2. You could cancel the comparison game. Comparison is the thief of joy. Whether your motive was to get stuck on that particular friend’s stories or not, more times than not we land ourselves right in the middle of a one-way comparison game. The worst part is we compare our vulnerable shortcomings to someone’s filtered reality. Imagine waking up and not having millions of people to compare yourself to in the first minute of your day. Social crosses the barriers of borders everywhere. Communication can be seamless now, and that’s great for many people. However, we used to live in a world where we might run into a neighbor strolling down the driveway to pick up the newspaper early in the morning while draped in a super warm, ugly robe with your favorite brew of coffee in your grandma’s favorite mug. Now people are waking up to hashtags #wokeupthisway from celebrities all over the world who look like Sandra Bullock in Miss Congeniality strutting out of her makeover.
  3. You have no pressure to post. We get stuck in certain narratives and cycles in posting on social media. People post on social for a variety of reasons. What was once an idea to connect with and stay connected with more people has become a platform for really anything under the sun. You can be whoever you want on social media and people use it for different reasons. But most of us can say we tend to highlight our best selves on social. It’s called a highlight reel for a reason. We modify photos to create what we think is the most appealing image to share. And we share the altered snapshot as real life. Honestly, it’s rare to find a picture with #nofilter, and usually when you do it’s because the person posting was genuinely surprised that reality looked better than fake today. How healthy can this be?
  4. You can live your life and not someone else’s. I believe we hold our own creativity back when we are so overstimulated by everyone else’s ideas. We get on social to DIY, find new recipes and new outfit inspiration. Don’t get me wrong, I love losing myself in pins, videos and posts about all the above; but afterwards I’m a bit maxed-out mentally to think of something original. We tend to copy what we see, and that’s natural and great because we can’t all be Betty Crocker or Coco Chanel. But when it only takes a second to reach for your phone and find inspiration, it almost takes discipline to cultivate our own style of doing things.

In closing, I’ve been on my own social media journey for the last several months. It started with my own posts feeling ingenuous. It felt more like marketing than sharing my life with people I care about. I found a book at my local library called Selfie by Will Storr, and then I heard about the Social Dilemma documentary on Netflix. And I had some friends that went off social. One of the things that has stuck with me the most was the term “user” in this documentary. Someone mentioned that the only two markets you use the term “user” in are drugs and social media, and that’s disconcerting. I’m not boycotting social, but I am aware of the effects and I’m actively finding ways to use it that leave me feeling positive and not negative. I invite you in the new year to take inventory of your social media habits and find ways to separate yourself from all the negative effects of social media. Happy New Year!

Stuck-at-Home: Crafts That Build Skills

It can be easy to fill your time with less-than-healthy habits like streaming video and scrolling on social media. COVID-19 has made that boredom urge a safe solution. To combat that habit, I decided to make it my mission to learn to appreciate certain crafts. I have historically hated crafty things – (I’m looking at you, crocheting!) — but, I’ve found some easy-ish solutions that changed my mind.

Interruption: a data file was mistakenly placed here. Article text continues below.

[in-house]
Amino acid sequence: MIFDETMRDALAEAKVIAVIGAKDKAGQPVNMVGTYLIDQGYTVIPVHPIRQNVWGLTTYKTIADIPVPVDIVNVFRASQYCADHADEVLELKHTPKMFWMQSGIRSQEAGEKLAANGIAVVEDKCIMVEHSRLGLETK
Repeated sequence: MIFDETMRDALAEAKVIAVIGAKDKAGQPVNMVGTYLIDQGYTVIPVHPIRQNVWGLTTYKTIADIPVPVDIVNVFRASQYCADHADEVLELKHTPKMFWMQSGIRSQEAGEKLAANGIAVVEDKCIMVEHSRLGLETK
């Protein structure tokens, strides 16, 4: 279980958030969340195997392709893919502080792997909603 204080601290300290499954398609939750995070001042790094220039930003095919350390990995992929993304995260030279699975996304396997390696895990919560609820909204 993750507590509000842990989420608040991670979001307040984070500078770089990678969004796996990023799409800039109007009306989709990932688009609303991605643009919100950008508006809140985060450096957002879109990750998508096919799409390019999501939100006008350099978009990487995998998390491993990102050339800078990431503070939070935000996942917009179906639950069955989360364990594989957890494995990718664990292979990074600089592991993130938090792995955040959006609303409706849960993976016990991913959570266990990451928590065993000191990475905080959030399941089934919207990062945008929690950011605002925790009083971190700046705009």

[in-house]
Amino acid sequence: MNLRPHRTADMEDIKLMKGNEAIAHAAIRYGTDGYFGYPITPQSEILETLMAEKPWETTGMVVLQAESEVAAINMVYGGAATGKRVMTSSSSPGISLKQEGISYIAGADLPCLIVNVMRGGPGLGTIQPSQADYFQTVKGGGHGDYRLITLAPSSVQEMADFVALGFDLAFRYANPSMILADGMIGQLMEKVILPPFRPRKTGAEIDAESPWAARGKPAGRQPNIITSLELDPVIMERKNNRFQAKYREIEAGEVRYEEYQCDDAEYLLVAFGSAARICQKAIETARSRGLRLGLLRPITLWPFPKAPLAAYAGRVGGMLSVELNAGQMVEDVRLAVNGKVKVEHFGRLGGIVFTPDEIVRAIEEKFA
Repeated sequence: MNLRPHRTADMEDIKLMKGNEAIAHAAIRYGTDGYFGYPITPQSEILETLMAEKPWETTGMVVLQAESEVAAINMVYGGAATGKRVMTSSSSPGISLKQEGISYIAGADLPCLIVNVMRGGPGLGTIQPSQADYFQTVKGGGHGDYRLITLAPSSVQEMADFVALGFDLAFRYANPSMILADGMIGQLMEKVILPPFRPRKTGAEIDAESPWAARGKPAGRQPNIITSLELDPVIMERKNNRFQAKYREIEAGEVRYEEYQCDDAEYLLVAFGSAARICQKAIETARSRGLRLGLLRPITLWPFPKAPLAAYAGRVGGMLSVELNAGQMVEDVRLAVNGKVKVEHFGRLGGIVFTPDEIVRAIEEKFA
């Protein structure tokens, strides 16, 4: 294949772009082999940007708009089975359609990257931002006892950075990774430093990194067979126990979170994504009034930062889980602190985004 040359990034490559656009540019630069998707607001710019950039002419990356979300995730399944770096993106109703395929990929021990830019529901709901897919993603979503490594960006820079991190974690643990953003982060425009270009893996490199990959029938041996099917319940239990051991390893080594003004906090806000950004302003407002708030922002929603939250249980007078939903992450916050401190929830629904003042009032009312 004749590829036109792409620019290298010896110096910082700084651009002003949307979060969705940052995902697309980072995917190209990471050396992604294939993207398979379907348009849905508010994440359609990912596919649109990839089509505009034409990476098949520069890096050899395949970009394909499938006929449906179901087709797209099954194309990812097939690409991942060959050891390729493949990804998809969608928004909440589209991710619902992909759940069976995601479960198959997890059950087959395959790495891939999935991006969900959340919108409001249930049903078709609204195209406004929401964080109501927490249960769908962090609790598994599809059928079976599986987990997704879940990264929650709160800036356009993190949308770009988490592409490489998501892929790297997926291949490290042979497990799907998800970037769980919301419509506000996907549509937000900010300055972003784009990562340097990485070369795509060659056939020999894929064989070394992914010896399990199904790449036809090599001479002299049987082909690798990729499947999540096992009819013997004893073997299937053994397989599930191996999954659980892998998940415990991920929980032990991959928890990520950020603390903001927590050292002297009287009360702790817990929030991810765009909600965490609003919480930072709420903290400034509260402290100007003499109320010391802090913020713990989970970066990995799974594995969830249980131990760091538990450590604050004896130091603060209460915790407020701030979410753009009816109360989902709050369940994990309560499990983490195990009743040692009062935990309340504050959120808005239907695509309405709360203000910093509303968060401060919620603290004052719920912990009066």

As a not-very-crafty type of person, I can attest that these crafts are simple and fun to do. Plus, they’re all budget-friendly, require little space for storage and can come with you on the road when you PCS. You might just find that they’re useful skills to have in MilLife, too!

Embroidery and Cross-Stitch
Embroidery and cross-stitch are great for personalizing cloth items. You can monogram blouses, add details to pillowcases and sheets, and make cute gifts for friends. Plus, it’s a great idea as a MilSpouse to know how to use a needle and thread! I have sewed many uniform items for my sailor. Buttons and patches on uniforms can require attention at very inconvenient times. This skill can save you in a pinch from visiting a seamstress. This DIY solution comes in very handy during times like the COVID-19 crisis when you can’t get to one!

I learned embroidery with a kit that I ordered off of the internet. But you really only need a few things to get started. There are a bunch of cool stitches that you can learn for free on craft and video-sharing websites.

What you need:

  • Embroidery needle
  • Thread
  • Embroidery fabric or a piece of clothing
  • Scissors

Hand Lettering

It can be tough to personalize a new home without a big budget. That’s why hand lettering quickly became one of my favorite crafts. You can purchase low-cost items and customize them easily. Plus, exceptional handwriting is a great skill to have!

Although hand lettering can seem like a daunting craft to explore, it’s easier than you think. Once you get the hang of it, you can customize letters, cards and home décor in a breeze! Some of my favorite things to make are seasonal signs for our home and pretty Christmas card envelopes.

For my first hand lettering project, I bought a cute sign in the dollar section of a big-box store and used a permanent marker to customize it. There are lots of free guides on the internet that can help you to get started.

What you need:

  • A permanent marker or washable craft markers
  • A blank sign or paper


Origami is a fun way to get crafty with only one thing necessary — paper! This is a fun activity to do solo or with your little ones!

Some of my creations have become little display pieces on my husband’s computer desk. But, there are tons of ways to give your origami skills purpose. Keep up with your loved ones back home by sending lovely origami greeting cards! Fold your towels into resort-style creations for your houseguests. Give your spouse a bouquet of origami roses that will last forever. The more you practice origami, the more that your skills will in‘crease.’

What you need:

  • Paper (origami paper works best)
  • Scissors

Crafting can provide tangible, meaningful things that make your house feel like more of a home. This is especially important for military families because we have to make new places feel like home quite frequently. Plus, we are all spending more time at home than ever due to the restrictions of COVID-19.

Find a crafty outlet that works for you. There are no right or wrong answers here! There are tons of craft resources available through the MWR digital library. Access books, magazines and video content on the subjects that interest you — and get to crafting!

What’s your favorite cheap-and-easy craft? Share it in the comments below!